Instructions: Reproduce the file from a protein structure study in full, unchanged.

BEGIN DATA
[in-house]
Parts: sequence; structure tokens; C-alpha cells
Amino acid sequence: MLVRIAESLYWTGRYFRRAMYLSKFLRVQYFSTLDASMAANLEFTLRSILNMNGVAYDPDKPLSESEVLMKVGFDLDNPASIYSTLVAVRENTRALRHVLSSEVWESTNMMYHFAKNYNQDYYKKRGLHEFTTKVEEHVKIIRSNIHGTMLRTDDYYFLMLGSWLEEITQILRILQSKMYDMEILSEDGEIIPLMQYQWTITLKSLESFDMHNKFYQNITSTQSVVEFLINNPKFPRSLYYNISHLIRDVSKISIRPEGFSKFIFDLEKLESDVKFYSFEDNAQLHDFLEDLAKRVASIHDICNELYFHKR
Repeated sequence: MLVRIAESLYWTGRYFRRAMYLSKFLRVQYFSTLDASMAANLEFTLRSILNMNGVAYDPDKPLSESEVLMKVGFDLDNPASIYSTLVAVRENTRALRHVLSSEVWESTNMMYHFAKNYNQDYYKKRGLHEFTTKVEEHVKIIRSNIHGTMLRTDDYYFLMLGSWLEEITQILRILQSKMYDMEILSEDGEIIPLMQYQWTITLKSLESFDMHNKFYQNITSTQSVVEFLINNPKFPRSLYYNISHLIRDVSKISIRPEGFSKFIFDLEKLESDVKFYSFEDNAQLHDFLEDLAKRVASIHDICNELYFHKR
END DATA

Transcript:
[in-house]
Parts: sequence; structure tokens; C-alpha cells
Amino acid sequence: MLVRIAESLYWTGRYFRRAMYLSKFLRVQYFSTLDASMAANLEFTLRSILNMNGVAYDPDKPLSESEVLMKVGFDLDNPASIYSTLVAVRENTRALRHVLSSEVWESTNMMYHFAKNYNQDYYKKRGLHEFTTKVEEHVKIIRSNIHGTMLRTDDYYFLMLGSWLEEITQILRILQSKMYDMEILSEDGEIIPLMQYQWTITLKSLESFDMHNKFYQNITSTQSVVEFLINNPKFPRSLYYNISHLIRDVSKISIRPEGFSKFIFDLEKLESDVKFYSFEDNAQLHDFLEDLAKRVASIHDICNELYFHKR
Repeated sequence: MLVRIAESLYWTGRYFRRAMYLSKFLRVQYFSTLDASMAANLEFTLRSILNMNGVAYDPDKPLSESEVLMKVGFDLDNPASIYSTLVAVRENTRALRHVLSSEVWESTNMMYHFAKNYNQDYYKKRGLHEFTTKVEEHVKIIRSNIHGTMLRTDDYYFLMLGSWLEEITQILRILQSKMYDMEILSEDGEIIPLMQYQWTITLKSLESFDMHNKFYQNITSTQSVVEFLINNPKFPRSLYYNISHLIRDVSKISIRPEGFSKFIFDLEKLESDVKFYSFEDNAQLHDFLEDLAKRVASIHDICNELYFHKR